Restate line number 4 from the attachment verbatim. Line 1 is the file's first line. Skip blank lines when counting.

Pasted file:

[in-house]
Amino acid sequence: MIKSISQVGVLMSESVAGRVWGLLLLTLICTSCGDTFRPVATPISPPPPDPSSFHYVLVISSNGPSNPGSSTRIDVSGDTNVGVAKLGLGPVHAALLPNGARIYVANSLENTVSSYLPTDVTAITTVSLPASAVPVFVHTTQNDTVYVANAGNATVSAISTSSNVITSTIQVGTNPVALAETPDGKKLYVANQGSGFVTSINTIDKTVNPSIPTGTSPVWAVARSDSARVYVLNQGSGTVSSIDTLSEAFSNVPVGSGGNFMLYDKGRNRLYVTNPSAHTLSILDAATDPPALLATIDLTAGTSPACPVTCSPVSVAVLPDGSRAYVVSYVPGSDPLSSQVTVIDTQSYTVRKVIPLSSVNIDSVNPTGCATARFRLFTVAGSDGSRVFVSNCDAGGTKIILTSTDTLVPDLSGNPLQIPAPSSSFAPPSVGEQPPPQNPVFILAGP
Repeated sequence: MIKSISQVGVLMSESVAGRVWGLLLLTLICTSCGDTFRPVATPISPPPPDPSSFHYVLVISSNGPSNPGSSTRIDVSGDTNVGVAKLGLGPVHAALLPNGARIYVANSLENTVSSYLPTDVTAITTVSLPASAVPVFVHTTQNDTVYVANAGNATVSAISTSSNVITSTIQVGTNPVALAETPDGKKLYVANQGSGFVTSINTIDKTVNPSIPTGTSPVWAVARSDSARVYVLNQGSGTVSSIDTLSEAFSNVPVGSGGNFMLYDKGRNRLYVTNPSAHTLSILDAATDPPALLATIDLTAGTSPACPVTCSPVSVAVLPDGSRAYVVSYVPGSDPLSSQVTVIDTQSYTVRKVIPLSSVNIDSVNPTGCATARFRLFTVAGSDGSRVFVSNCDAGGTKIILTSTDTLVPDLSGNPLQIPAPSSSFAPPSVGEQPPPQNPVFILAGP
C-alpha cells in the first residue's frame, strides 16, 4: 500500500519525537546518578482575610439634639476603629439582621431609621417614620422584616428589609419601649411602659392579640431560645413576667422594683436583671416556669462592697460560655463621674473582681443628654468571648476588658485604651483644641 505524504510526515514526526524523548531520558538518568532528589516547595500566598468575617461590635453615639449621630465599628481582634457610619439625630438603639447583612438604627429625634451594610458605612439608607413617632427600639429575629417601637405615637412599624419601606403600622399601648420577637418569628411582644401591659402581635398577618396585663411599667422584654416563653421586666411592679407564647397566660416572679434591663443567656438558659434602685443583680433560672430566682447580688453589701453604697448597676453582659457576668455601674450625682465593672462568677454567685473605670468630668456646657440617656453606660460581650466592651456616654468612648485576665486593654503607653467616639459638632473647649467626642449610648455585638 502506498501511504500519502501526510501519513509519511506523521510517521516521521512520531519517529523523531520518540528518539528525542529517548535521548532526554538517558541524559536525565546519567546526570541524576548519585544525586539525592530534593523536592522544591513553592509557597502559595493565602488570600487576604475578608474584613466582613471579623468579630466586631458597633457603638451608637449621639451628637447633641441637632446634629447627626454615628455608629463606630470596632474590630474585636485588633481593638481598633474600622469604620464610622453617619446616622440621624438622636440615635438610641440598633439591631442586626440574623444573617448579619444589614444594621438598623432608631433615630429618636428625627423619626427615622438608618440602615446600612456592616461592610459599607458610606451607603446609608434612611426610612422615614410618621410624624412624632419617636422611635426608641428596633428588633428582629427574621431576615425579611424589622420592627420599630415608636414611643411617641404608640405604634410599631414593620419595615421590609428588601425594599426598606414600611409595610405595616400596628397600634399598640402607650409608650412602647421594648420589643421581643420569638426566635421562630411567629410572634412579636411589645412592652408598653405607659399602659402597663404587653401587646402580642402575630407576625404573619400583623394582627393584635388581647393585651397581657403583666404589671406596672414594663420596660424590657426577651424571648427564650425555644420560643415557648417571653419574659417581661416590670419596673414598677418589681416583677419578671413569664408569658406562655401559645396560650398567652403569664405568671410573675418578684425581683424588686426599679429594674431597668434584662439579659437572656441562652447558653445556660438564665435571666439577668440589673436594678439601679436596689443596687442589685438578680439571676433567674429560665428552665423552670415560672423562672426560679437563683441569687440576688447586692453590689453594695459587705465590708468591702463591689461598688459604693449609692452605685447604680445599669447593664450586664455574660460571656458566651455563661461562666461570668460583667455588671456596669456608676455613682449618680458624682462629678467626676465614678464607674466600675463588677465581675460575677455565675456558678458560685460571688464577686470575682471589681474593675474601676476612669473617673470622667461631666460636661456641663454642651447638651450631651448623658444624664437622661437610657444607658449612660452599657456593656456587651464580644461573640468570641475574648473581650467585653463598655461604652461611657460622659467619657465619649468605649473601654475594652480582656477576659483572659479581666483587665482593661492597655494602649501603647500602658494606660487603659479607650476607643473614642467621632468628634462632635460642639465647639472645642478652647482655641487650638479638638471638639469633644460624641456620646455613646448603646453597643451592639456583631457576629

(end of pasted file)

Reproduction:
C-alpha cells in the first residue's frame, strides 16, 4: 500500500519525537546518578482575610439634639476603629439582621431609621417614620422584616428589609419601649411602659392579640431560645413576667422594683436583671416556669462592697460560655463621674473582681443628654468571648476588658485604651483644641 505524504510526515514526526524523548531520558538518568532528589516547595500566598468575617461590635453615639449621630465599628481582634457610619439625630438603639447583612438604627429625634451594610458605612439608607413617632427600639429575629417601637405615637412599624419601606403600622399601648420577637418569628411582644401591659402581635398577618396585663411599667422584654416563653421586666411592679407564647397566660416572679434591663443567656438558659434602685443583680433560672430566682447580688453589701453604697448597676453582659457576668455601674450625682465593672462568677454567685473605670468630668456646657440617656453606660460581650466592651456616654468612648485576665486593654503607653467616639459638632473647649467626642449610648455585638 502506498501511504500519502501526510501519513509519511506523521510517521516521521512520531519517529523523531520518540528518539528525542529517548535521548532526554538517558541524559536525565546519567546526570541524576548519585544525586539525592530534593523536592522544591513553592509557597502559595493565602488570600487576604475578608474584613466582613471579623468579630466586631458597633457603638451608637449621639451628637447633641441637632446634629447627626454615628455608629463606630470596632474590630474585636485588633481593638481598633474600622469604620464610622453617619446616622440621624438622636440615635438610641440598633439591631442586626440574623444573617448579619444589614444594621438598623432608631433615630429618636428625627423619626427615622438608618440602615446600612456592616461592610459599607458610606451607603446609608434612611426610612422615614410618621410624624412624632419617636422611635426608641428596633428588633428582629427574621431576615425579611424589622420592627420599630415608636414611643411617641404608640405604634410599631414593620419595615421590609428588601425594599426598606414600611409595610405595616400596628397600634399598640402607650409608650412602647421594648420589643421581643420569638426566635421562630411567629410572634412579636411589645412592652408598653405607659399602659402597663404587653401587646402580642402575630407576625404573619400583623394582627393584635388581647393585651397581657403583666404589671406596672414594663420596660424590657426577651424571648427564650425555644420560643415557648417571653419574659417581661416590670419596673414598677418589681416583677419578671413569664408569658406562655401559645396560650398567652403569664405568671410573675418578684425581683424588686426599679429594674431597668434584662439579659437572656441562652447558653445556660438564665435571666439577668440589673436594678439601679436596689443596687442589685438578680439571676433567674429560665428552665423552670415560672423562672426560679437563683441569687440576688447586692453590689453594695459587705465590708468591702463591689461598688459604693449609692452605685447604680445599669447593664450586664455574660460571656458566651455563661461562666461570668460583667455588671456596669456608676455613682449618680458624682462629678467626676465614678464607674466600675463588677465581675460575677455565675456558678458560685460571688464577686470575682471589681474593675474601676476612669473617673470622667461631666460636661456641663454642651447638651450631651448623658444624664437622661437610657444607658449612660452599657456593656456587651464580644461573640468570641475574648473581650467585653463598655461604652461611657460622659467619657465619649468605649473601654475594652480582656477576659483572659479581666483587665482593661492597655494602649501603647500602658494606660487603659479607650476607643473614642467621632468628634462632635460642639465647639472645642478652647482655641487650638479638638471638639469633644460624641456620646455613646448603646453597643451592639456583631457576629